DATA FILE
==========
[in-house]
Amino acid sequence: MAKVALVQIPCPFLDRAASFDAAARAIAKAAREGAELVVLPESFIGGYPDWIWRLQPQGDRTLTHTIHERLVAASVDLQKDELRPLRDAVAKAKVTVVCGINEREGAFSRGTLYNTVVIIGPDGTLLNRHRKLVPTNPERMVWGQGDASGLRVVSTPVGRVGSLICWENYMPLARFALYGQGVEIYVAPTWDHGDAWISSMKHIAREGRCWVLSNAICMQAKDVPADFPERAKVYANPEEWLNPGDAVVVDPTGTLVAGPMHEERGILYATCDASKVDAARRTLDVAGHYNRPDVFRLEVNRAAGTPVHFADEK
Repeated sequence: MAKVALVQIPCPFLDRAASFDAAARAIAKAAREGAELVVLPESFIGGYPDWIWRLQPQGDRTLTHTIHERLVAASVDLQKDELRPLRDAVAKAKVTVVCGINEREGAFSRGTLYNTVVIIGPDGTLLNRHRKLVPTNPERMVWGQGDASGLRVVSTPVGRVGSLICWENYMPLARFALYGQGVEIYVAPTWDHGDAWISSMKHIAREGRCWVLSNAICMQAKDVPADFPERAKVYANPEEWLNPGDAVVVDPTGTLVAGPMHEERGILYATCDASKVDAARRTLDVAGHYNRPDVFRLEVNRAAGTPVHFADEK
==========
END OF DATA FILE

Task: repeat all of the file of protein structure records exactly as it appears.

[in-house]
Amino acid sequence: MAKVALVQIPCPFLDRAASFDAAARAIAKAAREGAELVVLPESFIGGYPDWIWRLQPQGDRTLTHTIHERLVAASVDLQKDELRPLRDAVAKAKVTVVCGINEREGAFSRGTLYNTVVIIGPDGTLLNRHRKLVPTNPERMVWGQGDASGLRVVSTPVGRVGSLICWENYMPLARFALYGQGVEIYVAPTWDHGDAWISSMKHIAREGRCWVLSNAICMQAKDVPADFPERAKVYANPEEWLNPGDAVVVDPTGTLVAGPMHEERGILYATCDASKVDAARRTLDVAGHYNRPDVFRLEVNRAAGTPVHFADEK
Repeated sequence: MAKVALVQIPCPFLDRAASFDAAARAIAKAAREGAELVVLPESFIGGYPDWIWRLQPQGDRTLTHTIHERLVAASVDLQKDELRPLRDAVAKAKVTVVCGINEREGAFSRGTLYNTVVIIGPDGTLLNRHRKLVPTNPERMVWGQGDASGLRVVSTPVGRVGSLICWENYMPLARFALYGQGVEIYVAPTWDHGDAWISSMKHIAREGRCWVLSNAICMQAKDVPADFPERAKVYANPEEWLNPGDAVVVDPTGTLVAGPMHEERGILYATCDASKVDAARRTLDVAGHYNRPDVFRLEVNRAAGTPVHFADEK